Jin's death leaves one of China's largest and wealthiest dioceses in a deeply unsettled state, underscoring continuing tensions generated by the ruling Communist Party's insistence on tightly controlling all organized religions.
Jin's first anointed successor as acting bishop, Joseph Xing Wenzhi, resigned last year for reasons still unclear, and his replacement, Thaddeus Ma Daqin, was placed under house arrest at Shanghai's Sheshan Seminary after enraging party officials by renouncing his membership in the party-controlled Catholic association.
Born into a Catholic family in Shanghai in June 1916, Jin was ordained as a Jesuit priest in 1938 and spent several years studying in France, Germany and other European nations. Returning to his native Shanghai in 1951, Jin was imprisoned for nearly two decades under Communist China's founder, Mao Zedong, who ordered Chinese Catholics to cut their ties with the
Jin was paroled in 1972 and put to work as a translator based on his knowledge of several European languages. Following Mao's death in 1976, he was formally released and named Shanghai bishop in 1988 by the Patriotic Assn. Although the Vatican recognized another priest as Shanghai bishop, Jin worked to recover church property and rebuild congregations, achieving a remarkable degree of independence from the authorities in Beijing.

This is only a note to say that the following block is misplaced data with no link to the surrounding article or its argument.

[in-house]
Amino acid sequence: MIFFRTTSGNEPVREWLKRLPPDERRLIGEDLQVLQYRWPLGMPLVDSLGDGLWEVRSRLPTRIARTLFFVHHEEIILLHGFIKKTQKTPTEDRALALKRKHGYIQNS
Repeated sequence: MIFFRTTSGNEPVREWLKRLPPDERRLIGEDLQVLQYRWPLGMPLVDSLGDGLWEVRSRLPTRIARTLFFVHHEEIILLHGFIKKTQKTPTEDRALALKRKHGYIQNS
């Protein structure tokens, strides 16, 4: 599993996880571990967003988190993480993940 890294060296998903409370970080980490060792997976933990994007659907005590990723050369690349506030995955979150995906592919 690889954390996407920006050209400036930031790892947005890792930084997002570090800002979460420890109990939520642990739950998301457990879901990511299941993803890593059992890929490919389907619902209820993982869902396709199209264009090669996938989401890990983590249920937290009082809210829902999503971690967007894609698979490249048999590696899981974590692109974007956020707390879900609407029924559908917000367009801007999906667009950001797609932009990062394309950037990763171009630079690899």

China has an estimated 8 million to 12 million Catholics, about half of whom worship in congregations outside the control of the Patriotic Assn.
Jin served on the official advisory body to China's rubber-stamp parliament as well as the Patriotic Assn., making him a frequent target of critics who argued he was too cooperative with the authorities.